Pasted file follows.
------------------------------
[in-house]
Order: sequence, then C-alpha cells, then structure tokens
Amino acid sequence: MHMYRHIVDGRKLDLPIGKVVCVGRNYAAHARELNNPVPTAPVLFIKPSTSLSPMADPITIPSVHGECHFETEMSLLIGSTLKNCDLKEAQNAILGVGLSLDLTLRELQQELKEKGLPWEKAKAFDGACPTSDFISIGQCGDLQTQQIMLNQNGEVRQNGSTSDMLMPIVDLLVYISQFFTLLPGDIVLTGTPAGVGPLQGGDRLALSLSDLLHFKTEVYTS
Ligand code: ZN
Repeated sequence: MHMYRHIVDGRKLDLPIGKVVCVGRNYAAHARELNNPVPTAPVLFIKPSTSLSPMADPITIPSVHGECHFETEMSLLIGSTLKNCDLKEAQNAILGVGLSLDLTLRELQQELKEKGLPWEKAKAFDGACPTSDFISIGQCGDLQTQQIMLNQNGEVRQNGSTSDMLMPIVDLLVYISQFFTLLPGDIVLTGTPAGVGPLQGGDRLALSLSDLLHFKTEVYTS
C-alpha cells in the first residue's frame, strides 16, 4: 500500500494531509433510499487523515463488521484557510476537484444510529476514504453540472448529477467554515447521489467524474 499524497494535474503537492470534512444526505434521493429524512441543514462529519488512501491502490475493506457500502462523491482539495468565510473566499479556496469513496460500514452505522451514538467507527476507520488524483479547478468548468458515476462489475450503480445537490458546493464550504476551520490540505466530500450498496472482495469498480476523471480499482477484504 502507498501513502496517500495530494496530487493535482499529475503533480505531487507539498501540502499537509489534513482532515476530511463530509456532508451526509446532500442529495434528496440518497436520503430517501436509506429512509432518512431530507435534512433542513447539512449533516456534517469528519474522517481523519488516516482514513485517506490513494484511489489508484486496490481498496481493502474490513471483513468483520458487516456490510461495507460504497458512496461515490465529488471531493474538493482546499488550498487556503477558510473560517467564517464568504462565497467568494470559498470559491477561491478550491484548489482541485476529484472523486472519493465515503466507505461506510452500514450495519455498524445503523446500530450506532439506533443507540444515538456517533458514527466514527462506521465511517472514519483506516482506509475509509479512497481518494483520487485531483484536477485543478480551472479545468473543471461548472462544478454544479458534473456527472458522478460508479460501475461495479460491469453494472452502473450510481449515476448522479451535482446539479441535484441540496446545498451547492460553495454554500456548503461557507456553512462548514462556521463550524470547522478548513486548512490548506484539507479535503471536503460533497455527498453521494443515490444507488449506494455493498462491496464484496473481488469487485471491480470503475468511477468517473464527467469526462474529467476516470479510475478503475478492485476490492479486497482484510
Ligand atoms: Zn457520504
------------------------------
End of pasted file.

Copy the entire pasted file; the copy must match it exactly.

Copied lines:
[in-house]
Order: sequence, then C-alpha cells, then structure tokens
Amino acid sequence: MHMYRHIVDGRKLDLPIGKVVCVGRNYAAHARELNNPVPTAPVLFIKPSTSLSPMADPITIPSVHGECHFETEMSLLIGSTLKNCDLKEAQNAILGVGLSLDLTLRELQQELKEKGLPWEKAKAFDGACPTSDFISIGQCGDLQTQQIMLNQNGEVRQNGSTSDMLMPIVDLLVYISQFFTLLPGDIVLTGTPAGVGPLQGGDRLALSLSDLLHFKTEVYTS
Ligand code: ZN
Repeated sequence: MHMYRHIVDGRKLDLPIGKVVCVGRNYAAHARELNNPVPTAPVLFIKPSTSLSPMADPITIPSVHGECHFETEMSLLIGSTLKNCDLKEAQNAILGVGLSLDLTLRELQQELKEKGLPWEKAKAFDGACPTSDFISIGQCGDLQTQQIMLNQNGEVRQNGSTSDMLMPIVDLLVYISQFFTLLPGDIVLTGTPAGVGPLQGGDRLALSLSDLLHFKTEVYTS
C-alpha cells in the first residue's frame, strides 16, 4: 500500500494531509433510499487523515463488521484557510476537484444510529476514504453540472448529477467554515447521489467524474 499524497494535474503537492470534512444526505434521493429524512441543514462529519488512501491502490475493506457500502462523491482539495468565510473566499479556496469513496460500514452505522451514538467507527476507520488524483479547478468548468458515476462489475450503480445537490458546493464550504476551520490540505466530500450498496472482495469498480476523471480499482477484504 502507498501513502496517500495530494496530487493535482499529475503533480505531487507539498501540502499537509489534513482532515476530511463530509456532508451526509446532500442529495434528496440518497436520503430517501436509506429512509432518512431530507435534512433542513447539512449533516456534517469528519474522517481523519488516516482514513485517506490513494484511489489508484486496490481498496481493502474490513471483513468483520458487516456490510461495507460504497458512496461515490465529488471531493474538493482546499488550498487556503477558510473560517467564517464568504462565497467568494470559498470559491477561491478550491484548489482541485476529484472523486472519493465515503466507505461506510452500514450495519455498524445503523446500530450506532439506533443507540444515538456517533458514527466514527462506521465511517472514519483506516482506509475509509479512497481518494483520487485531483484536477485543478480551472479545468473543471461548472462544478454544479458534473456527472458522478460508479460501475461495479460491469453494472452502473450510481449515476448522479451535482446539479441535484441540496446545498451547492460553495454554500456548503461557507456553512462548514462556521463550524470547522478548513486548512490548506484539507479535503471536503460533497455527498453521494443515490444507488449506494455493498462491496464484496473481488469487485471491480470503475468511477468517473464527467469526462474529467476516470479510475478503475478492485476490492479486497482484510
Ligand atoms: Zn457520504